December 1, 2017 -
A new method of identifying people based on their DNA has been developed by researchers at Columbia University and the New York Genome Center, which could lead to inexpensive real-time DNA authentication.
The findings were announced by Columbia, and are detailed in the journal eLife.
The new software is designed for use with a MinION, a credit card-sized device which captures DNA strands with microscopic pores and reads nucleotide sequences, and is typically used to study bacteria and viruses. Its use with human cells has been limited due to higher error rates caused by cell complexity.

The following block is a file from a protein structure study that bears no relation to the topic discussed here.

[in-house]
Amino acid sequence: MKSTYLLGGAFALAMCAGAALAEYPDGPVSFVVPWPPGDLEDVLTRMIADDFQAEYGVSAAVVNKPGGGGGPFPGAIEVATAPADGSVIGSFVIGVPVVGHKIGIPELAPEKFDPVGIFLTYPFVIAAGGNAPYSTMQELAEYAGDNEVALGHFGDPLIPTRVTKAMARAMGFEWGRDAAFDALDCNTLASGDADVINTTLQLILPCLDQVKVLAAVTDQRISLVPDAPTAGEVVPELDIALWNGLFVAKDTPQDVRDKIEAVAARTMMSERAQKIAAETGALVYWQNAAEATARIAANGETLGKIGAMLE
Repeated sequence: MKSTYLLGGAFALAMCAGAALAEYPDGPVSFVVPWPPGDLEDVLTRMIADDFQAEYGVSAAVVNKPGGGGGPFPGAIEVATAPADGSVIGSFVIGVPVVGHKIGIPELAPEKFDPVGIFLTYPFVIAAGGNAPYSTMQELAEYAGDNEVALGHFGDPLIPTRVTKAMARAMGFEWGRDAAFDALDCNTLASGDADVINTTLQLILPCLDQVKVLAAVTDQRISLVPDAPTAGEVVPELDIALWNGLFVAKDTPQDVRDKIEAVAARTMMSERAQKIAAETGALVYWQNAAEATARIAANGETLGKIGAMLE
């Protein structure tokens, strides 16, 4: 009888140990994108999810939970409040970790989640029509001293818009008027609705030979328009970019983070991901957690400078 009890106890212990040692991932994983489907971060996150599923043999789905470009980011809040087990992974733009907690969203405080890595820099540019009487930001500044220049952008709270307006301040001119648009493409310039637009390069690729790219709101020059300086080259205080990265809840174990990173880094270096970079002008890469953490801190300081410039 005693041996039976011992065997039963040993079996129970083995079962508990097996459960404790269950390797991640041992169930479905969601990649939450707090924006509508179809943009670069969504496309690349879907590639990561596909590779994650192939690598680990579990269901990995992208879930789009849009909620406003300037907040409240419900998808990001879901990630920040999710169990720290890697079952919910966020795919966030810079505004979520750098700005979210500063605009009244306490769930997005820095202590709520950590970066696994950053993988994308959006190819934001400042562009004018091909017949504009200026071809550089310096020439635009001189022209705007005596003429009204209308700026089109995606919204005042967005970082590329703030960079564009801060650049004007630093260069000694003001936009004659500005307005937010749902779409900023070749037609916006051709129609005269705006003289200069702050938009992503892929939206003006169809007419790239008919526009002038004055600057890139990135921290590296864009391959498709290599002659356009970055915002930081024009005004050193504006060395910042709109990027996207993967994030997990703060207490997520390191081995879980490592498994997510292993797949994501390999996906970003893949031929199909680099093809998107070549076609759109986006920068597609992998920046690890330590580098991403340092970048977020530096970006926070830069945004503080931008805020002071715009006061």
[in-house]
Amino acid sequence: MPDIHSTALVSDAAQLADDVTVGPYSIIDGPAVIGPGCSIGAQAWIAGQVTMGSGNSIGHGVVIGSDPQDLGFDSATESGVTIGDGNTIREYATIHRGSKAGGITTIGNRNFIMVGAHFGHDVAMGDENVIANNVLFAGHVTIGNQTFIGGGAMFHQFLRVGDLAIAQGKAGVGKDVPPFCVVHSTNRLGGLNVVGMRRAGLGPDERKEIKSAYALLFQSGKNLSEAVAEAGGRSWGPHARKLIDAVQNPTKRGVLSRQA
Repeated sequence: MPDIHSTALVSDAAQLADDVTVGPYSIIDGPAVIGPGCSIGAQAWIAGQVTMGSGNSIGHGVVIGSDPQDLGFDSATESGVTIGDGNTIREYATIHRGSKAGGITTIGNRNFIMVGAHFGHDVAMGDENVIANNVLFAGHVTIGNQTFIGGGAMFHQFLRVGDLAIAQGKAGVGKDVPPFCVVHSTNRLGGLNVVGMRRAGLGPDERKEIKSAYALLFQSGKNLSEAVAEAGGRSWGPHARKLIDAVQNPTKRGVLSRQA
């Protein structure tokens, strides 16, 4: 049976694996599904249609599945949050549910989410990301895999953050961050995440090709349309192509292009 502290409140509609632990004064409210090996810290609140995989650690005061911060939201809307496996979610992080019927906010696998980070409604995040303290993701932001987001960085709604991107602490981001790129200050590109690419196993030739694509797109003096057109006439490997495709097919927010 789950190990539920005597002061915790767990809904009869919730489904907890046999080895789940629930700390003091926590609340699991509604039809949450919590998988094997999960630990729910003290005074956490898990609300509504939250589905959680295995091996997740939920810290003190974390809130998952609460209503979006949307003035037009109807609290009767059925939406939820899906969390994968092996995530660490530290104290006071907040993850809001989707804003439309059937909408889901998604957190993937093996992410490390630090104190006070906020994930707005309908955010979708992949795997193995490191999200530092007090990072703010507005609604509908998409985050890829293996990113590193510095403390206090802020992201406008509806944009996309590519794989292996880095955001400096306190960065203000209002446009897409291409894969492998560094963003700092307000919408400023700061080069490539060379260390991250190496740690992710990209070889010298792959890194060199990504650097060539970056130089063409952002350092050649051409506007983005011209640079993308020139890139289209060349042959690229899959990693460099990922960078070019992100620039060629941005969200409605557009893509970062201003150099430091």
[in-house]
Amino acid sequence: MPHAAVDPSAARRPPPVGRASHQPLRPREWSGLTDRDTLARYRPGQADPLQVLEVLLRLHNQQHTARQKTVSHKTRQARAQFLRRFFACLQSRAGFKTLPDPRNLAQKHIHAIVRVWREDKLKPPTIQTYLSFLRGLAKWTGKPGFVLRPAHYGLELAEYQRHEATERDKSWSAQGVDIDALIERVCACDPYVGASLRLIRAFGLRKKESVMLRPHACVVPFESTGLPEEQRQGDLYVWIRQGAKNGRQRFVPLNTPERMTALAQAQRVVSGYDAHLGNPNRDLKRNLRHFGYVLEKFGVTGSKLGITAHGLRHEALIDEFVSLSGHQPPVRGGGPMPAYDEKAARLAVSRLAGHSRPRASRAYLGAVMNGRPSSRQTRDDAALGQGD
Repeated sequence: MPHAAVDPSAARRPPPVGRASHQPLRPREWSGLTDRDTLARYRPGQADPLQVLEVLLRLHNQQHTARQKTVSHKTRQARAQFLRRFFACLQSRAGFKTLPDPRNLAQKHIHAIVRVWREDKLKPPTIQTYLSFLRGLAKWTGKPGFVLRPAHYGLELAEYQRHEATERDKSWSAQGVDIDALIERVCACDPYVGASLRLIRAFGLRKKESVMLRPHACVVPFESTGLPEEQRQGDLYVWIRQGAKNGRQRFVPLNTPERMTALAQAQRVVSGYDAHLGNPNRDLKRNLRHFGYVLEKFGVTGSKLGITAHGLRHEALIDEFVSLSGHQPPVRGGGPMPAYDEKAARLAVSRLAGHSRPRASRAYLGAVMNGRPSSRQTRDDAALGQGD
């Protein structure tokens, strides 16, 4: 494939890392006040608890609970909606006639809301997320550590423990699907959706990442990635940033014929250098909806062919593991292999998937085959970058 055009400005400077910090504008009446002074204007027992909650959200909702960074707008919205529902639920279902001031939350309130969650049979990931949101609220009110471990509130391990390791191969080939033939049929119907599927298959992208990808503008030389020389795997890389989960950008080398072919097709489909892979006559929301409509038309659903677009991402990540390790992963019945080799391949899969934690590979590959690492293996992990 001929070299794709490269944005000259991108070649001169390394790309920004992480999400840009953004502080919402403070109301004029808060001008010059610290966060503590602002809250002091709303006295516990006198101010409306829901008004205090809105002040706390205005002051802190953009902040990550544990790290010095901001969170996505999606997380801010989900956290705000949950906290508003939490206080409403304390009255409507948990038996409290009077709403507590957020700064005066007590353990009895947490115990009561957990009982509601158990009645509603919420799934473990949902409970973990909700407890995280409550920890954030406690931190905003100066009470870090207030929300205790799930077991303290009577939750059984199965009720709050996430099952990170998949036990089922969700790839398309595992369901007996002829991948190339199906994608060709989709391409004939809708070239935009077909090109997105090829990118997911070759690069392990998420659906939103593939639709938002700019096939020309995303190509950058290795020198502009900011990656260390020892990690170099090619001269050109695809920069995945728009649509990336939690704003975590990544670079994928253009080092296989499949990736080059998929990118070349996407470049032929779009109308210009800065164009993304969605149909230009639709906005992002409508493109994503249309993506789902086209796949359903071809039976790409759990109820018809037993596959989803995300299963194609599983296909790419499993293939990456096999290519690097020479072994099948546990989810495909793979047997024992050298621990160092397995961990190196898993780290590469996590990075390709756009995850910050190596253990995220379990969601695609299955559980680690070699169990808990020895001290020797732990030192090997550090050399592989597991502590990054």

Through the use of a Bayesian algorithm to compare samples, however, the researchers have developed an accurate system which verifies an individual’s identity in minutes, according to the announcement.
“Our method opens up new ways to use off-the-shelf technology to benefit society,” said the study’s senior author Yaniv Erlich, a computer science professor at Columbia Engineering, an adjunct core member at NYGC, and a member of Columbia’s Data Science Institute.
While the most immediate use of the technology may be in improving research, future applications could include crime scene analysis and identifying disaster victims.
As previously reported, the emergence of rapid DNA technology led the International Biometrics + Identity Association (IBIA) to issue a policy paper on the subject in September.